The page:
Be Aware Of The ‘Unit Effect’ To Avoid Marketing Tricks

Be Aware Of The ‘Unit Effect’ To Avoid Marketing Tricks

We’ve shown you one way in which numbers can play tricks with our heads, and researchers have just found another that shows we prefer larger numbers — even when they’re equal to a smaller number of a different unit.

The “unit effect”, as it’s called, says that even if you’re aware of the units in a measurement, your mind will still put more emphasis on the size of a number, rather than the value it carries:

Consumers will readily attach weight to completely fictitious product statistics, preferring items with the most bogomips, even if they have no idea of what the significance of that figure is. That may be disappointing, but apparently it’s even worse than that-even when they do know what the units are, people tend to prefer a bigger number. As a newly released study shows, people would rather pay for expedited service to get things in 31 days than they would to get it in one month.

Of course it’s counter-intuitive, but if you aren’t actively converting that measurement to other units, you aren’t aware of your biases. Of course, as soon as you become aware of these biases, the unit effect goes away — so the next time you’re told something will, say, ship in 31 days, do a quick check in your brain to see if that fits another familiar unit that casts a different light on the result. You may find you escape some marketing tricks by doing so. Hit the link to read more. Photo by Biking Nikon OGG.

The “Unit Effect” Makes 31 Days Seem Better Than a Month [Ars Technica]


  • Honestly, I’ve never had a problem with identifying the “actual” value of whats being offered. It’s no secret that caryards will sell cars at $19,999 because many peoples logic will compare the price within the “ump-teen thousand dollar” group, not the “20-something thousand dollar” group.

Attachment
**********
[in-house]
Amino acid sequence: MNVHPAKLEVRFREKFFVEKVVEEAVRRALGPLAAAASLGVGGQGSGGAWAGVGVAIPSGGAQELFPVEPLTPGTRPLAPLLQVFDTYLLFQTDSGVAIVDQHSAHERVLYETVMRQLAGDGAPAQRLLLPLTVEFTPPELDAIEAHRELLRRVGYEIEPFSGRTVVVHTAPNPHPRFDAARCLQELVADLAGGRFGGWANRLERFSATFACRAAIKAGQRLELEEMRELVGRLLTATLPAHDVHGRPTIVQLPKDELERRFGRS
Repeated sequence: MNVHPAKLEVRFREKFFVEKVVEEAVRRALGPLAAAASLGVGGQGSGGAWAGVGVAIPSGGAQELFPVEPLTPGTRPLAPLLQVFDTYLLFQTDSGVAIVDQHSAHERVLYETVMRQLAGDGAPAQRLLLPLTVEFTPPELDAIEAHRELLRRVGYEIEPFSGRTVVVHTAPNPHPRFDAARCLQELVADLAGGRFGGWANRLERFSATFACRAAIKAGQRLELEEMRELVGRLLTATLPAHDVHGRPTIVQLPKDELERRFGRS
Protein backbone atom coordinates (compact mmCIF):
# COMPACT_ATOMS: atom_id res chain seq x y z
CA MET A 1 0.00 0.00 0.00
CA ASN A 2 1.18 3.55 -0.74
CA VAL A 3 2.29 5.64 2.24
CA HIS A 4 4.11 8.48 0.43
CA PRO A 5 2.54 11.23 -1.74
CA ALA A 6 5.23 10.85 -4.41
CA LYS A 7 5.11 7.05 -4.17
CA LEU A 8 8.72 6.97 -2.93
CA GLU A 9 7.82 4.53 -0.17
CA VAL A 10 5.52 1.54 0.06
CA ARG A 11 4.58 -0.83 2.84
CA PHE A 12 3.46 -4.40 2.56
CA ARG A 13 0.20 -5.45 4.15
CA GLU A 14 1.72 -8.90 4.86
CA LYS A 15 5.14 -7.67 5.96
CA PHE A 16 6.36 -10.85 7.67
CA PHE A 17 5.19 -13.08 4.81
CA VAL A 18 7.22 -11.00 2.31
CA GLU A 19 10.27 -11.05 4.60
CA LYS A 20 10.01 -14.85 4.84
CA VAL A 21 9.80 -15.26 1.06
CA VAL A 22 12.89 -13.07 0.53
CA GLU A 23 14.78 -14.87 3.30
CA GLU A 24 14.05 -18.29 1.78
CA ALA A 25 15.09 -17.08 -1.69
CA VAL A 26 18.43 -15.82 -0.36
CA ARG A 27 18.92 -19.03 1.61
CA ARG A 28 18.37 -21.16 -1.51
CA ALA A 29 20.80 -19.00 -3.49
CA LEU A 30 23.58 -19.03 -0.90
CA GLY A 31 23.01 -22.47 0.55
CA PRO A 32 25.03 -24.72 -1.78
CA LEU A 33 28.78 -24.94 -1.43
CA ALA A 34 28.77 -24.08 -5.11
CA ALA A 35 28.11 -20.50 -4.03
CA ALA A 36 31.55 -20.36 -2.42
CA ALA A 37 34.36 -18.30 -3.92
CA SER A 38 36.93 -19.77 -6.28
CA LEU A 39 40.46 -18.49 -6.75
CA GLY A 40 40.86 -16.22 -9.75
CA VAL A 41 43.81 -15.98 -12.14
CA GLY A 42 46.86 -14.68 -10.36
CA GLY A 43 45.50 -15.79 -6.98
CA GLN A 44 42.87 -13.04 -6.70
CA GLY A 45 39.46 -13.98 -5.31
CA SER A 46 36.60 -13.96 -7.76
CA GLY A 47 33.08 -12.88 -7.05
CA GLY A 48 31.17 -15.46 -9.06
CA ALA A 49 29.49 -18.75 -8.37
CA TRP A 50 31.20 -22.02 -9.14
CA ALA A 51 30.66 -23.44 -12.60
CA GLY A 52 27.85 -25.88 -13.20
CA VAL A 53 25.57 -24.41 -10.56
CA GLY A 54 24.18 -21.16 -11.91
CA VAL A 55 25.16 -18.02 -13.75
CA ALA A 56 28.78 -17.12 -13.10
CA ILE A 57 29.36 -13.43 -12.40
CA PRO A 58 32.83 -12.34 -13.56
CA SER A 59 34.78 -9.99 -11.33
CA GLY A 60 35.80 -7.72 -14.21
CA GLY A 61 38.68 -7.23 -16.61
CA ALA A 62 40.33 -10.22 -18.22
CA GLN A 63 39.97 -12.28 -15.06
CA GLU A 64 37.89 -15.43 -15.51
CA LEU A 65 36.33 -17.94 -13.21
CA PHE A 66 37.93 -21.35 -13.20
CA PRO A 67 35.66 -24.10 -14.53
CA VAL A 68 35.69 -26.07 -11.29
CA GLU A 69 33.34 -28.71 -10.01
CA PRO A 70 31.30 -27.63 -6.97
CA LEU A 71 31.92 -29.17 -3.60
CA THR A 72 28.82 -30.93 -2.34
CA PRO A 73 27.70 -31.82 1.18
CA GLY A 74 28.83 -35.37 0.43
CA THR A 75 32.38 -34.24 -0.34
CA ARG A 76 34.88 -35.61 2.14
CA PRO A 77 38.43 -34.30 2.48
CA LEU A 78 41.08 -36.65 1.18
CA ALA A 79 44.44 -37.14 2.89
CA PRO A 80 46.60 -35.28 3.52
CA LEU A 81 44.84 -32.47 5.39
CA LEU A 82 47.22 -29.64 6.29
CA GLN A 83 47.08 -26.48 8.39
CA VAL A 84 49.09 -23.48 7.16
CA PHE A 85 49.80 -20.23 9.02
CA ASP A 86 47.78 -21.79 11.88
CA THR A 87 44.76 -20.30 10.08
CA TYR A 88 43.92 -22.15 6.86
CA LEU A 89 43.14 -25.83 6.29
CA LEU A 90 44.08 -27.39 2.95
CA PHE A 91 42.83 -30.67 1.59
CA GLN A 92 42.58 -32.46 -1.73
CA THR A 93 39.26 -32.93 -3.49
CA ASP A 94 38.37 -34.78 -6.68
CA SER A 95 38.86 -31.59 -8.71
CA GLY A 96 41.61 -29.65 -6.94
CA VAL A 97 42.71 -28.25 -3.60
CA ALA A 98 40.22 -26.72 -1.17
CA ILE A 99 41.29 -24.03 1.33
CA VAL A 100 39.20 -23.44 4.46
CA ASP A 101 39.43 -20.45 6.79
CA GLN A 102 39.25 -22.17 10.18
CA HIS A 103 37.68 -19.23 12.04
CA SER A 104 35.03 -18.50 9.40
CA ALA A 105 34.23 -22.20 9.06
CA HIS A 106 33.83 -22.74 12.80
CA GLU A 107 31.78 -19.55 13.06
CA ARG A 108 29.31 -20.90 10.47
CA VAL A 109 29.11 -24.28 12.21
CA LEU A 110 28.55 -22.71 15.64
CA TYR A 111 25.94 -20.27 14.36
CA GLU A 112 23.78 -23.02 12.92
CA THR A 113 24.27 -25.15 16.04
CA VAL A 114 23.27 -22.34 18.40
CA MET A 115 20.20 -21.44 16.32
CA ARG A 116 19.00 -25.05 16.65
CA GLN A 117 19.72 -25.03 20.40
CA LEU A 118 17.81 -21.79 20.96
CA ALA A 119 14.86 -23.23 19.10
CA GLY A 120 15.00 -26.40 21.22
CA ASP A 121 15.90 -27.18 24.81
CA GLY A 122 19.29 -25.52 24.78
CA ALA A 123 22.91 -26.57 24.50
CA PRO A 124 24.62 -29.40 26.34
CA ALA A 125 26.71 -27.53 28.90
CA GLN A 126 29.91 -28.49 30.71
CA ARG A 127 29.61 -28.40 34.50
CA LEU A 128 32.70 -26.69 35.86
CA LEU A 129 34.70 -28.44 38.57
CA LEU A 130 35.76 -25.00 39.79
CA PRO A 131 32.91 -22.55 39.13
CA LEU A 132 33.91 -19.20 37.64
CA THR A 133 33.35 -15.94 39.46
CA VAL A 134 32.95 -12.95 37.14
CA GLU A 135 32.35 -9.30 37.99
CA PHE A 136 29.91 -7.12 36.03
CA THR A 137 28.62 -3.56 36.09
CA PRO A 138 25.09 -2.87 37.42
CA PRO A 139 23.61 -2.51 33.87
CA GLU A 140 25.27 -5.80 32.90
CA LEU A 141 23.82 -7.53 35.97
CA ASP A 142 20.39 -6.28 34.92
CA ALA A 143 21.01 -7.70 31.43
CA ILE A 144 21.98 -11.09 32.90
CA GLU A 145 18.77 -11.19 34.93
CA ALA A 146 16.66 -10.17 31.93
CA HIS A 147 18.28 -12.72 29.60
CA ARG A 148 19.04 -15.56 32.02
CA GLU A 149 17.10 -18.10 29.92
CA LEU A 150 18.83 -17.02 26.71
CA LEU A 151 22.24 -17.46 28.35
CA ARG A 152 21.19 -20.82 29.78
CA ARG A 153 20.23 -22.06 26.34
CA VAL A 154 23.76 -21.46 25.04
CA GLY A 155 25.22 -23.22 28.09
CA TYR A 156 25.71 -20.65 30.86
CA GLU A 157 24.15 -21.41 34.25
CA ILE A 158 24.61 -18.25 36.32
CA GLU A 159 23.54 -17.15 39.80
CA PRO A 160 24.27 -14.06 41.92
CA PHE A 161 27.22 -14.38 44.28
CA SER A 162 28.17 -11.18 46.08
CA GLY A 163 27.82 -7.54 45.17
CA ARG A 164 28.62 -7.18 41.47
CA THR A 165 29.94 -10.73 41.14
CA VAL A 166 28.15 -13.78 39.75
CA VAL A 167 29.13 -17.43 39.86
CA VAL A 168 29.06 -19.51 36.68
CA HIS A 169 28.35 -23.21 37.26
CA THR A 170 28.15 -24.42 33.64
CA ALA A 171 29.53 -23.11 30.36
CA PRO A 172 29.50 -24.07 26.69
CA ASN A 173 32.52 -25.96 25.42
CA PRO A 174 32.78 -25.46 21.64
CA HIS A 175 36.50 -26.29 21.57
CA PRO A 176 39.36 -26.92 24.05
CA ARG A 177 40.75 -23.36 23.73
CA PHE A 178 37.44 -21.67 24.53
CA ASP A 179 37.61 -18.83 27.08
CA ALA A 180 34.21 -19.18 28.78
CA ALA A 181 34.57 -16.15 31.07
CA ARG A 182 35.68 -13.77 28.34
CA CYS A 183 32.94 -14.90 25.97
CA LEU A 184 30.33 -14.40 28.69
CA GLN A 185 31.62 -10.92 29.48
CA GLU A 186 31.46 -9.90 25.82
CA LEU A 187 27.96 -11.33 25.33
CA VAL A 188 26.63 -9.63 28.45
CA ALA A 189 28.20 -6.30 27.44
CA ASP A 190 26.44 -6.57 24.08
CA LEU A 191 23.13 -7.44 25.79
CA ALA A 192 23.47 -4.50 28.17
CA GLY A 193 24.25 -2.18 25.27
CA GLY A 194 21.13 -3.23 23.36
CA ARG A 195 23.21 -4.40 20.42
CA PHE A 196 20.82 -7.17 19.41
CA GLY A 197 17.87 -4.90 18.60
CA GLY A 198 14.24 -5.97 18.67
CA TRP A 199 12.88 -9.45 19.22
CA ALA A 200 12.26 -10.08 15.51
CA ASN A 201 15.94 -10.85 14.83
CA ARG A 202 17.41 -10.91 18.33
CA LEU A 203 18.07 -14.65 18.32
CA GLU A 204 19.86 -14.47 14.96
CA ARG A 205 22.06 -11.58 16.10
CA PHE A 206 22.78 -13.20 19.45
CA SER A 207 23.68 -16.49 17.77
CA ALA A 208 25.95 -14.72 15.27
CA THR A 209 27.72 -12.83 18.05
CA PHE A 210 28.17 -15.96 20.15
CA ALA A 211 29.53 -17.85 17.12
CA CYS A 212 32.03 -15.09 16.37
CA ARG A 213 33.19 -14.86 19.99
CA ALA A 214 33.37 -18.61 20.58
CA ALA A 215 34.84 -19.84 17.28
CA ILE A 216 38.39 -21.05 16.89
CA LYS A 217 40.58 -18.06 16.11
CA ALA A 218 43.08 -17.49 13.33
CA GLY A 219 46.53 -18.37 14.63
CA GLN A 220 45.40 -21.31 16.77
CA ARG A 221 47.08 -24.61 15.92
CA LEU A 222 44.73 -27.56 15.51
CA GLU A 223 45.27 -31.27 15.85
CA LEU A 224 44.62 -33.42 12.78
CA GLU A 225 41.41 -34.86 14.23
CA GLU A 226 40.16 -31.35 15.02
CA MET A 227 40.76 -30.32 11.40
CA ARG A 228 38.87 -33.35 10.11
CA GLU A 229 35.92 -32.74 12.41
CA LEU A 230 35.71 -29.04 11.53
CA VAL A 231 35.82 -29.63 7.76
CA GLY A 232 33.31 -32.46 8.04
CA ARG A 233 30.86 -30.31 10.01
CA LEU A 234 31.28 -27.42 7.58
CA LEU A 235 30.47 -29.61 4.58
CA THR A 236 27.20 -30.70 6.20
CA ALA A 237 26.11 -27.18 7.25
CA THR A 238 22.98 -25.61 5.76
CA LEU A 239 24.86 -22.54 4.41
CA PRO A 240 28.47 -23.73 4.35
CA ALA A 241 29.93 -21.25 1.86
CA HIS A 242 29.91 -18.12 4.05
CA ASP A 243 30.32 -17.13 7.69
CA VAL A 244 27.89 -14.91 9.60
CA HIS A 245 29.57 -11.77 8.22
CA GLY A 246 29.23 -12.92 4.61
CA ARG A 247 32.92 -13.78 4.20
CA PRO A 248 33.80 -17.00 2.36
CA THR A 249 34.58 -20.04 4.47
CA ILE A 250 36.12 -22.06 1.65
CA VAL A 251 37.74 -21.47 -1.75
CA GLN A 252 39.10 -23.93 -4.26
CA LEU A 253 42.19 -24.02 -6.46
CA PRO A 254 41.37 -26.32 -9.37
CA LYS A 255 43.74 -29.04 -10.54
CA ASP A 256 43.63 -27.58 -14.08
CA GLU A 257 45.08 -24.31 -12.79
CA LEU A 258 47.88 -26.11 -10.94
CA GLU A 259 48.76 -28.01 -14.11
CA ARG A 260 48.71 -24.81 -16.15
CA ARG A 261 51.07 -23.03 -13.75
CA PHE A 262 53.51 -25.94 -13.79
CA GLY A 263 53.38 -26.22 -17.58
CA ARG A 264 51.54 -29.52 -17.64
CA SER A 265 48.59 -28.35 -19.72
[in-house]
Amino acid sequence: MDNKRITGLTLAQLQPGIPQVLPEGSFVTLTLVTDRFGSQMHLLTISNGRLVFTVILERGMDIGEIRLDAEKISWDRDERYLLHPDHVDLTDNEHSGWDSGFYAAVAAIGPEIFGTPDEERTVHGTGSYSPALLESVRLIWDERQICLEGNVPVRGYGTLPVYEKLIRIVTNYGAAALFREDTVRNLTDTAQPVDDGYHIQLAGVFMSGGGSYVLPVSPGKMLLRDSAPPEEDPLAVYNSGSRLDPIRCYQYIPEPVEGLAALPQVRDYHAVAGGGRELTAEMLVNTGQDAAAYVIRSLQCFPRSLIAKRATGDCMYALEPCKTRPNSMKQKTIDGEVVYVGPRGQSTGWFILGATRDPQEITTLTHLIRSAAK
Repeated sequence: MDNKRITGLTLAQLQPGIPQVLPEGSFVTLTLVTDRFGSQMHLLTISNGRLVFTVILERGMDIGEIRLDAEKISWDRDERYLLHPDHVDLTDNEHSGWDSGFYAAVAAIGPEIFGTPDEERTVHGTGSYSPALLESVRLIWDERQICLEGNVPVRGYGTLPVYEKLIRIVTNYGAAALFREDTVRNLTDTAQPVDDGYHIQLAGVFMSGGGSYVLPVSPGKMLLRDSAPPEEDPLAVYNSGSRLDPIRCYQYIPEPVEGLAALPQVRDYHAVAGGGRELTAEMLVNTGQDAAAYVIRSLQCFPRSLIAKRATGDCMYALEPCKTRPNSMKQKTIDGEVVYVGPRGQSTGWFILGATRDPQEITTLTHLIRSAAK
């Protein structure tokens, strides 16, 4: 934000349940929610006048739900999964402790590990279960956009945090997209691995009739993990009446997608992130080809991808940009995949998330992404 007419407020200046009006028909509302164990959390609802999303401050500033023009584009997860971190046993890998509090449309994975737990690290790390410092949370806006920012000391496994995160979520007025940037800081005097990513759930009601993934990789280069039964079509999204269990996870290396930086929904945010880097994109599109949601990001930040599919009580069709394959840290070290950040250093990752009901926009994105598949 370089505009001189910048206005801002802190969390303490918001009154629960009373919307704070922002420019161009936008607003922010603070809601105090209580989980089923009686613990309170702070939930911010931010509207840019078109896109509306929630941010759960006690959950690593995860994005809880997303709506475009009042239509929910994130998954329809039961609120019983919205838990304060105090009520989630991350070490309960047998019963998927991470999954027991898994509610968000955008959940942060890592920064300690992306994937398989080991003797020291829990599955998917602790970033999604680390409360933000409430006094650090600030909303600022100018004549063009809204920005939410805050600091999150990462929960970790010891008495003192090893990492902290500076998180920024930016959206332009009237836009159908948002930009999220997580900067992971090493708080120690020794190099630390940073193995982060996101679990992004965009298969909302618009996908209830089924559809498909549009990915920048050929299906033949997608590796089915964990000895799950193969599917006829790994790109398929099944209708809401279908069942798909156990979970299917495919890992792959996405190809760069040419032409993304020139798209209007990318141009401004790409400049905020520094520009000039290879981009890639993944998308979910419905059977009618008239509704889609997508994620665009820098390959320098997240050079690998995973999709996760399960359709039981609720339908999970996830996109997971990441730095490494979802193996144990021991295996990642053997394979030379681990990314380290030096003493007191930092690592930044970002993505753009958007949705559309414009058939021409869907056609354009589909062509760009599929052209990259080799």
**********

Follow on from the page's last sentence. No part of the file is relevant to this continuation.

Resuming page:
Theres a dead simple remedy to this to see trick pricing and marketing for what it really is – ALWAYS round up.

    No retailer is ever going to purposefully price an item at the very bottom of a given price range, they’ll sooner drop it a little further so it scrapes in at the very top of the lower price range.

    Same also applies for, in the case of this article, a duration or turnaround time. If something is being sold as a “31 day turnaround”, round it up to a month.

  • I would agree that the 31 days conveys more precision which is what would be more attractive in this case.

    However i’m sure we’ve all had encounters with ridiculous telesales representatives that try to use the “unit effect” to an extreme…
    My particular experience springs to mind where I have had someone argue with me for well over 5 minutes (god knows how I let them talk for that long) that their 700 MEGABYTE DSL Download was much more than my existing 100 GIGABYTE connection that I had at home….

    …. On second thoughts… Maybe this telesales rep was just simple….?

  • I’ve long mentally converted supermarket prices to dollars per kilo/litre/whatever as I’m shopping, in order to avoid packaging which is mostly air or the volume-shrinking effects of various container shapes. Helps to see through purported ‘sales’ prices, too.

    In the last few years, though, I’ve noticed some supermarkets actually doing this for you in small print on the shelf label. Not for every product, but for many of them.

    Of course, if you really do personally prefer brand X over brand Y, it’s not going to make a lot of difference if brand Y is two cents cheaper.

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